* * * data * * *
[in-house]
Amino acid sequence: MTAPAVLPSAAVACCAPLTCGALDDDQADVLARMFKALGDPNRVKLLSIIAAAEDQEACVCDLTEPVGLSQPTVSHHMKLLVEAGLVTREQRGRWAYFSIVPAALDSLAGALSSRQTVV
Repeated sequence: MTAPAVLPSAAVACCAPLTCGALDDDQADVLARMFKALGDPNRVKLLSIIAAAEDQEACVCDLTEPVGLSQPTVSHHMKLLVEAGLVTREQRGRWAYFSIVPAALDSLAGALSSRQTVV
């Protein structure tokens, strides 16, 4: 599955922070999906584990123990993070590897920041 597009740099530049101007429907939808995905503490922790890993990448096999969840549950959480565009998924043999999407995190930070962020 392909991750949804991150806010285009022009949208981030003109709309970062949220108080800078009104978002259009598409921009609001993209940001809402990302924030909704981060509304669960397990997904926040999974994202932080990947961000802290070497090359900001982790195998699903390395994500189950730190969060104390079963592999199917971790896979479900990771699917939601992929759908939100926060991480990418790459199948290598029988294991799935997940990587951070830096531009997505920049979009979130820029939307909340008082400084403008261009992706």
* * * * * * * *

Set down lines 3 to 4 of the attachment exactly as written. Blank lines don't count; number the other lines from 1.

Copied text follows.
Repeated sequence: MTAPAVLPSAAVACCAPLTCGALDDDQADVLARMFKALGDPNRVKLLSIIAAAEDQEACVCDLTEPVGLSQPTVSHHMKLLVEAGLVTREQRGRWAYFSIVPAALDSLAGALSSRQTVV
């Protein structure tokens, strides 16, 4: 599955922070999906584990123990993070590897920041 597009740099530049101007429907939808995905503490922790890993990448096999969840549950959480565009998924043999999407995190930070962020 392909991750949804991150806010285009022009949208981030003109709309970062949220108080800078009104978002259009598409921009609001993209940001809402990302924030909704981060509304669960397990997904926040999974994202932080990947961000802290070497090359900001982790195998699903390395994500189950730190969060104390079963592999199917971790896979479900990771699917939601992929759908939100926060991480990418790459199948290598029988294991799935997940990587951070830096531009997505920049979009979130820029939307909340008082400084403008261009992706």